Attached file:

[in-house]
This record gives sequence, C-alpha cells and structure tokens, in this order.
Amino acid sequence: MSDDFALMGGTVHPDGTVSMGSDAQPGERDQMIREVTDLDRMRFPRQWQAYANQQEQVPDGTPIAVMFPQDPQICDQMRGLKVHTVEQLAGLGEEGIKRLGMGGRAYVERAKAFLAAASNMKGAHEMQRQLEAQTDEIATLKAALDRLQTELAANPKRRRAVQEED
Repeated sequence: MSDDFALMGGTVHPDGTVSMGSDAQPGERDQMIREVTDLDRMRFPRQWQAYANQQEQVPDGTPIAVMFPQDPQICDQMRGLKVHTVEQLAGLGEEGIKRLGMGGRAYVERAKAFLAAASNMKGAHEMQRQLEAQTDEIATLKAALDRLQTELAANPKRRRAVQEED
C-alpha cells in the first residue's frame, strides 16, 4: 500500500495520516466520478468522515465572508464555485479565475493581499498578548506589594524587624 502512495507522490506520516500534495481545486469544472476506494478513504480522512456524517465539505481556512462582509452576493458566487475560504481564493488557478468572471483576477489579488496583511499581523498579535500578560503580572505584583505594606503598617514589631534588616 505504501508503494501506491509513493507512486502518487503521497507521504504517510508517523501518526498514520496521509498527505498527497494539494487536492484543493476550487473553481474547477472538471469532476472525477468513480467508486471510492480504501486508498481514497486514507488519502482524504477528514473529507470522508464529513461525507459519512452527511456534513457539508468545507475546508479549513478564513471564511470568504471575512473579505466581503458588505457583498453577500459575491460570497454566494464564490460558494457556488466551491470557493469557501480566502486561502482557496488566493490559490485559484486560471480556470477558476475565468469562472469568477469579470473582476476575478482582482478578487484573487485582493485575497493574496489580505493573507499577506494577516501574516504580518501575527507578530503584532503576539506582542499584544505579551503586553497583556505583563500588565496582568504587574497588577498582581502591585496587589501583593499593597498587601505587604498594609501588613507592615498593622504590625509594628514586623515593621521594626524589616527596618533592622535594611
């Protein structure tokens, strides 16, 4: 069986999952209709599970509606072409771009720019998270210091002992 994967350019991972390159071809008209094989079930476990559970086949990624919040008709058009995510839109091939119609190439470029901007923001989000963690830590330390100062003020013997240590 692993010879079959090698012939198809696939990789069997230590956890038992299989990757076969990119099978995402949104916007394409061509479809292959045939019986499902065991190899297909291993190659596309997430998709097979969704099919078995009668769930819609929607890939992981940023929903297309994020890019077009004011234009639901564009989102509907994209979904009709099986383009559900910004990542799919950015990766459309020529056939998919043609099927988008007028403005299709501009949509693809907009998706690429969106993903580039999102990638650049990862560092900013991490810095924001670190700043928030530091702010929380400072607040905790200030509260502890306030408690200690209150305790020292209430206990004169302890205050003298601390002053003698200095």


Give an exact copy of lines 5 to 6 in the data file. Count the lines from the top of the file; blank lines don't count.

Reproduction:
C-alpha cells in the first residue's frame, strides 16, 4: 500500500495520516466520478468522515465572508464555485479565475493581499498578548506589594524587624 502512495507522490506520516500534495481545486469544472476506494478513504480522512456524517465539505481556512462582509452576493458566487475560504481564493488557478468572471483576477489579488496583511499581523498579535500578560503580572505584583505594606503598617514589631534588616 505504501508503494501506491509513493507512486502518487503521497507521504504517510508517523501518526498514520496521509498527505498527497494539494487536492484543493476550487473553481474547477472538471469532476472525477468513480467508486471510492480504501486508498481514497486514507488519502482524504477528514473529507470522508464529513461525507459519512452527511456534513457539508468545507475546508479549513478564513471564511470568504471575512473579505466581503458588505457583498453577500459575491460570497454566494464564490460558494457556488466551491470557493469557501480566502486561502482557496488566493490559490485559484486560471480556470477558476475565468469562472469568477469579470473582476476575478482582482478578487484573487485582493485575497493574496489580505493573507499577506494577516501574516504580518501575527507578530503584532503576539506582542499584544505579551503586553497583556505583563500588565496582568504587574497588577498582581502591585496587589501583593499593597498587601505587604498594609501588613507592615498593622504590625509594628514586623515593621521594626524589616527596618533592622535594611
């Protein structure tokens, strides 16, 4: 069986999952209709599970509606072409771009720019998270210091002992 994967350019991972390159071809008209094989079930476990559970086949990624919040008709058009995510839109091939119609190439470029901007923001989000963690830590330390100062003020013997240590 692993010879079959090698012939198809696939990789069997230590956890038992299989990757076969990119099978995402949104916007394409061509479809292959045939019986499902065991190899297909291993190659596309997430998709097979969704099919078995009668769930819609929607890939992981940023929903297309994020890019077009004011234009639901564009989102509907994209979904009709099986383009559900910004990542799919950015990766459309020529056939998919043609099927988008007028403005299709501009949509693809907009998706690429969106993903580039999102990638650049990862560092900013991490810095924001670190700043928030530091702010929380400072607040905790200030509260502890306030408690200690209150305790020292209430206990004169302890205050003298601390002053003698200095």